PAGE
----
Thursday, September 13, 2007

Cross-Cultural Comparison

Someone recently suggested to me that I should include more cross-cultural comparisons of the US and Senegal.

I’m unsure how to do that more than I have been, but I thought I would take a list of questions that people have asked and address them in blog entries. Remember that my blog is an open forum for any questions you all might have. If any of you do have questions do post them so that others can benefit.

Do you ever feel that the gender situation is so remarkably unjust that it has transcended into situations beyond reach?

The simple answer is yes; I do, all the time. Sometimes the lack of women’s empowerment is so disheartening and depressing that I don’t think I’ll ever be able to make any kind of headway. But to be a successful PCV you really have to believe that you are planting the seed and that you might not necessarily see the fruits of your labor. Someday some little girl could be inspired to go on and get through school and be a teacher, or have a little bit of knowledge that she learned from me that will help keep her children healthier. We just can’t know. But to stay sane, I have to believe that somehow, someday my work will impact at least one person. It’s just so difficult to measure.

One of the things I desperately want to work on is to have a boy’s group. In my own studies and experiences I’ve been consistently disappointed with how frequently men are left out of the development/gender/reproductive health conversation and I want to find a way to work with teenage boys.

(Also, see blog entry called “Atheist Man Hater” from July for a more thorough description of some of the more negative experiences I’ve had.)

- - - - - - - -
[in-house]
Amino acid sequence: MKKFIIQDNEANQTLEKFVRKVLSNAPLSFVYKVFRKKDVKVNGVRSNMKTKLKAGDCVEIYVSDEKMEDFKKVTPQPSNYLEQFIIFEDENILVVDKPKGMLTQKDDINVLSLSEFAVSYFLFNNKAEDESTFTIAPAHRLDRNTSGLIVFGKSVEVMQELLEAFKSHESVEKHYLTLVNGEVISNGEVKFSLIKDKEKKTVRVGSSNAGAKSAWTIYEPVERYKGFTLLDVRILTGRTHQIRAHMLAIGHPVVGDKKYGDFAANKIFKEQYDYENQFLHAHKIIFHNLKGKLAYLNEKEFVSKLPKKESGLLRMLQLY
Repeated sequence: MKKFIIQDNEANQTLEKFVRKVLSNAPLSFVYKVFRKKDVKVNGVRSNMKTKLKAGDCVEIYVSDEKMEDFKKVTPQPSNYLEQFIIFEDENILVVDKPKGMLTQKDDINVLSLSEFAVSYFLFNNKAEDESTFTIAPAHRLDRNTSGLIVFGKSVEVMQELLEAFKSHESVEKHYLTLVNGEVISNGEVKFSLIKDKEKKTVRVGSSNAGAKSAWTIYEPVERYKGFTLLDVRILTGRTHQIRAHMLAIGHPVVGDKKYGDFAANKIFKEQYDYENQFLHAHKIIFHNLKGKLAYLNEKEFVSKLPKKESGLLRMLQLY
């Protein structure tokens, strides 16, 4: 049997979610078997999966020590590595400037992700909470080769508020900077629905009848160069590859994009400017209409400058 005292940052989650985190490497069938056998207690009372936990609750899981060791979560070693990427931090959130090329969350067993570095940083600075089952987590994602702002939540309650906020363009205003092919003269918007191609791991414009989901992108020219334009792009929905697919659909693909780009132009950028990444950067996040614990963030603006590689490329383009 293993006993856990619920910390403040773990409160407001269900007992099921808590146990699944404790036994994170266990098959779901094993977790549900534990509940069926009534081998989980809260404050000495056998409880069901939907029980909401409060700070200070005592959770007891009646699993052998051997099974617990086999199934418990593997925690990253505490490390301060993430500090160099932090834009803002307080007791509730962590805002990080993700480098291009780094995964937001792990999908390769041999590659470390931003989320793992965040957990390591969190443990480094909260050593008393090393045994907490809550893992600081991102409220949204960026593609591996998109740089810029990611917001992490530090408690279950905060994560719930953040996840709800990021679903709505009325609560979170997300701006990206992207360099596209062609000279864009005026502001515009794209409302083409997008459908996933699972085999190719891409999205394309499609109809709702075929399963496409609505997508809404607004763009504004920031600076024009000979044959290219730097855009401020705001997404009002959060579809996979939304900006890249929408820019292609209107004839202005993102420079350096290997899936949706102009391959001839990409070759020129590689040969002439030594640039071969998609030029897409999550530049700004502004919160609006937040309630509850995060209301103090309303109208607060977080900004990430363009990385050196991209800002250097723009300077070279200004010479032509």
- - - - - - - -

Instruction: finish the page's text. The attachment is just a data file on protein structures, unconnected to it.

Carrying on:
Have you been able to do any doula work?

I have not yet been able to attend any births, but my counterpart is currently very pregnant and is due soon. I spoke with her about my volunteer doula experience and offered to be there for the birth and she emphatically agreed. I’m definitely excited about it, but also kind of nervous too. I mean the other births I attended were in a modern birthing center with teams of surgeons on call just next door. Every woman had her own room, bathroom, shower, rocking chair, birthing balls and bars, mirrors, and ample room for family members.

This time around it’s going to be a completely different experience. If the mid-wives even decide to let me in the room with her for the birth then it will be done in a tiny, dirty room with 6 “beds”, no running water, sketchy electricity, no medicine, and obviously no emergency supplies or staff. I’m keeping my fingers crossed that I won’t have to witness anything traumatic and that the birth will go smoothly. I am slightly worried because she is older and her last birth was 9 years ago. But I am still honored and looking forward to being there to support her and hopefully make her more comfortable.

What is the mother and infant mortality rate in Senegal?

The Infant Mortality Rate (IMR) for Senegal is 78 per 1,000 live births. Though progress has been made because it’s down from 164 in 1970 By comparison the USA’s IMR is 7 per 1,000 livebirths.

The Maternal Mortality Rate (MMR) for Senegal is 690 per 100,000 live births. Whereas in the USA its 17 and in Iceland it’s actually 0.

(For more statistics see the Human Development Index from the UN. )

How much teaching do you get to do?